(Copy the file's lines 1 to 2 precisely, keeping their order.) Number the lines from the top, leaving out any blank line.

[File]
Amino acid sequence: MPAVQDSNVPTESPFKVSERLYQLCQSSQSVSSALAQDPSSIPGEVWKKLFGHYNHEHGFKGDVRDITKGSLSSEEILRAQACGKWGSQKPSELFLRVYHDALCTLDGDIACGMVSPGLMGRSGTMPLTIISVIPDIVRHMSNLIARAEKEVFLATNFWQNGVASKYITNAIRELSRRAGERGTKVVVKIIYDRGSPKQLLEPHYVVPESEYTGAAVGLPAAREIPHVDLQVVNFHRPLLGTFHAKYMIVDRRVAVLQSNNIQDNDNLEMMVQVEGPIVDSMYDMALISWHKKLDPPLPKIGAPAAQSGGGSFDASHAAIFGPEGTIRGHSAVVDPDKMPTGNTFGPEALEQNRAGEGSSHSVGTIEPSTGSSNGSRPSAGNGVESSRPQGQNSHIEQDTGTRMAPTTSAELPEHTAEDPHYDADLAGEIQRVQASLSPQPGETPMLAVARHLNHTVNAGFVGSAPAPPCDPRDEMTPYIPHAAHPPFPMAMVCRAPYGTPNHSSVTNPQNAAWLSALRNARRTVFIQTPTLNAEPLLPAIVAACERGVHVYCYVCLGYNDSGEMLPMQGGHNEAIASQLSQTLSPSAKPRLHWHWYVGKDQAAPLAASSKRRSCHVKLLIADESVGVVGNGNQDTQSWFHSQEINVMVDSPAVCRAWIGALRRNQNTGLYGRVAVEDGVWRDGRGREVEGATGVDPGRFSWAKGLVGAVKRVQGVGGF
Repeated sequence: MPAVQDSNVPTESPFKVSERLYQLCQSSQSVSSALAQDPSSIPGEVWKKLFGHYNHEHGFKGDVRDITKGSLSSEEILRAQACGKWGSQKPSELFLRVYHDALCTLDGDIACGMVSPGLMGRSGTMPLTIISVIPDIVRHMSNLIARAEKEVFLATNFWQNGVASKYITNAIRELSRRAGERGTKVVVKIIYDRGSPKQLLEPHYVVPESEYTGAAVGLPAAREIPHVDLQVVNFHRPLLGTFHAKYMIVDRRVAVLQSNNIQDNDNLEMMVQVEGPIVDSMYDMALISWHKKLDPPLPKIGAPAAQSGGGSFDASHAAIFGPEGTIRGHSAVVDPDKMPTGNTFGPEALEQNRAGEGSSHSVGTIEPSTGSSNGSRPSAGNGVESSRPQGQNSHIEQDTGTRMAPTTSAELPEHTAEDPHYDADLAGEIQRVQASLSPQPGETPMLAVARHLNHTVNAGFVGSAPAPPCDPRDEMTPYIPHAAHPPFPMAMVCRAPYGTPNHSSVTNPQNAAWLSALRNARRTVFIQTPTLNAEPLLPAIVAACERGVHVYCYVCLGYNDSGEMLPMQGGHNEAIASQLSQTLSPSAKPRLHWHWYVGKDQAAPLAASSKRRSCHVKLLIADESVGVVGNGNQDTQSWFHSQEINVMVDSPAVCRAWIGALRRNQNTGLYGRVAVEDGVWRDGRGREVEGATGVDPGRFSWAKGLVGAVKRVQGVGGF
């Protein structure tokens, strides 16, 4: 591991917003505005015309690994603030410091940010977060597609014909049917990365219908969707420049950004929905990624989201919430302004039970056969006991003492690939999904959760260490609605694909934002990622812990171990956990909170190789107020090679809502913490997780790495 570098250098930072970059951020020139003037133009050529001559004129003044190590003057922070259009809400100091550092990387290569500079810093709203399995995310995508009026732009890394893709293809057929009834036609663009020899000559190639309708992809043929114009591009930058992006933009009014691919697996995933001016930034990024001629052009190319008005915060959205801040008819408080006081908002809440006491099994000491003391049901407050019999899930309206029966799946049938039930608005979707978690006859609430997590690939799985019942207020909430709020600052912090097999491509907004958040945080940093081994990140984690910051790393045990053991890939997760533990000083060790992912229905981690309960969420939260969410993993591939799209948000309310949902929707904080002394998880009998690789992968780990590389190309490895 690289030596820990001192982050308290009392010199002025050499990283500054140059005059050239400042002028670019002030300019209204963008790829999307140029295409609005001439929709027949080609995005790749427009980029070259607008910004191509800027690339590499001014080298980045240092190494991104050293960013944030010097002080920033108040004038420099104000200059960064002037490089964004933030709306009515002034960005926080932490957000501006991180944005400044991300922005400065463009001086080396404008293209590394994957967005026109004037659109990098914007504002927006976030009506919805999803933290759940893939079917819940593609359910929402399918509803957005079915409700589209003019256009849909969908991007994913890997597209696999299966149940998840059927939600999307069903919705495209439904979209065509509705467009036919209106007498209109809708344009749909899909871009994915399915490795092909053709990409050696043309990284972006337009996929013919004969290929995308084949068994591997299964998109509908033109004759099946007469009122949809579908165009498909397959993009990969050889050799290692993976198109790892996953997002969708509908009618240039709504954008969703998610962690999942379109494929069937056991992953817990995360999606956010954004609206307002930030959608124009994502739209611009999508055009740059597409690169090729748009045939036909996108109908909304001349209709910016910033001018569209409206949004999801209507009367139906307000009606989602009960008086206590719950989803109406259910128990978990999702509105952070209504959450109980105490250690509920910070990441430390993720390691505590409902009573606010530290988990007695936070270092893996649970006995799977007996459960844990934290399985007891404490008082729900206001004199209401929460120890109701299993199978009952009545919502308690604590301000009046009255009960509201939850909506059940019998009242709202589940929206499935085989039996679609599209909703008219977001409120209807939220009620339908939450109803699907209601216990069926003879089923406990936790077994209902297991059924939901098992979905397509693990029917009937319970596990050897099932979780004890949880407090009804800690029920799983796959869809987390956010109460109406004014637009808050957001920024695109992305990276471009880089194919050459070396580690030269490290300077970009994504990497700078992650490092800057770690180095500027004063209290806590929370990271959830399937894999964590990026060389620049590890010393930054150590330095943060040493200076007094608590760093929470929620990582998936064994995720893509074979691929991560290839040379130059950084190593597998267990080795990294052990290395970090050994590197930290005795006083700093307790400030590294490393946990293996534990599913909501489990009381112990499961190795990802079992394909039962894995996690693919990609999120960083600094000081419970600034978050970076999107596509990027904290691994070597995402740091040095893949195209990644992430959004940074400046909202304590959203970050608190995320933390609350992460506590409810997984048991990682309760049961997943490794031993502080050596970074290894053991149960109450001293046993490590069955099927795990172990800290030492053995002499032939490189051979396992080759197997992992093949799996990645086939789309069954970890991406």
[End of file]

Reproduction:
Amino acid sequence: MPAVQDSNVPTESPFKVSERLYQLCQSSQSVSSALAQDPSSIPGEVWKKLFGHYNHEHGFKGDVRDITKGSLSSEEILRAQACGKWGSQKPSELFLRVYHDALCTLDGDIACGMVSPGLMGRSGTMPLTIISVIPDIVRHMSNLIARAEKEVFLATNFWQNGVASKYITNAIRELSRRAGERGTKVVVKIIYDRGSPKQLLEPHYVVPESEYTGAAVGLPAAREIPHVDLQVVNFHRPLLGTFHAKYMIVDRRVAVLQSNNIQDNDNLEMMVQVEGPIVDSMYDMALISWHKKLDPPLPKIGAPAAQSGGGSFDASHAAIFGPEGTIRGHSAVVDPDKMPTGNTFGPEALEQNRAGEGSSHSVGTIEPSTGSSNGSRPSAGNGVESSRPQGQNSHIEQDTGTRMAPTTSAELPEHTAEDPHYDADLAGEIQRVQASLSPQPGETPMLAVARHLNHTVNAGFVGSAPAPPCDPRDEMTPYIPHAAHPPFPMAMVCRAPYGTPNHSSVTNPQNAAWLSALRNARRTVFIQTPTLNAEPLLPAIVAACERGVHVYCYVCLGYNDSGEMLPMQGGHNEAIASQLSQTLSPSAKPRLHWHWYVGKDQAAPLAASSKRRSCHVKLLIADESVGVVGNGNQDTQSWFHSQEINVMVDSPAVCRAWIGALRRNQNTGLYGRVAVEDGVWRDGRGREVEGATGVDPGRFSWAKGLVGAVKRVQGVGGF
Repeated sequence: MPAVQDSNVPTESPFKVSERLYQLCQSSQSVSSALAQDPSSIPGEVWKKLFGHYNHEHGFKGDVRDITKGSLSSEEILRAQACGKWGSQKPSELFLRVYHDALCTLDGDIACGMVSPGLMGRSGTMPLTIISVIPDIVRHMSNLIARAEKEVFLATNFWQNGVASKYITNAIRELSRRAGERGTKVVVKIIYDRGSPKQLLEPHYVVPESEYTGAAVGLPAAREIPHVDLQVVNFHRPLLGTFHAKYMIVDRRVAVLQSNNIQDNDNLEMMVQVEGPIVDSMYDMALISWHKKLDPPLPKIGAPAAQSGGGSFDASHAAIFGPEGTIRGHSAVVDPDKMPTGNTFGPEALEQNRAGEGSSHSVGTIEPSTGSSNGSRPSAGNGVESSRPQGQNSHIEQDTGTRMAPTTSAELPEHTAEDPHYDADLAGEIQRVQASLSPQPGETPMLAVARHLNHTVNAGFVGSAPAPPCDPRDEMTPYIPHAAHPPFPMAMVCRAPYGTPNHSSVTNPQNAAWLSALRNARRTVFIQTPTLNAEPLLPAIVAACERGVHVYCYVCLGYNDSGEMLPMQGGHNEAIASQLSQTLSPSAKPRLHWHWYVGKDQAAPLAASSKRRSCHVKLLIADESVGVVGNGNQDTQSWFHSQEINVMVDSPAVCRAWIGALRRNQNTGLYGRVAVEDGVWRDGRGREVEGATGVDPGRFSWAKGLVGAVKRVQGVGGF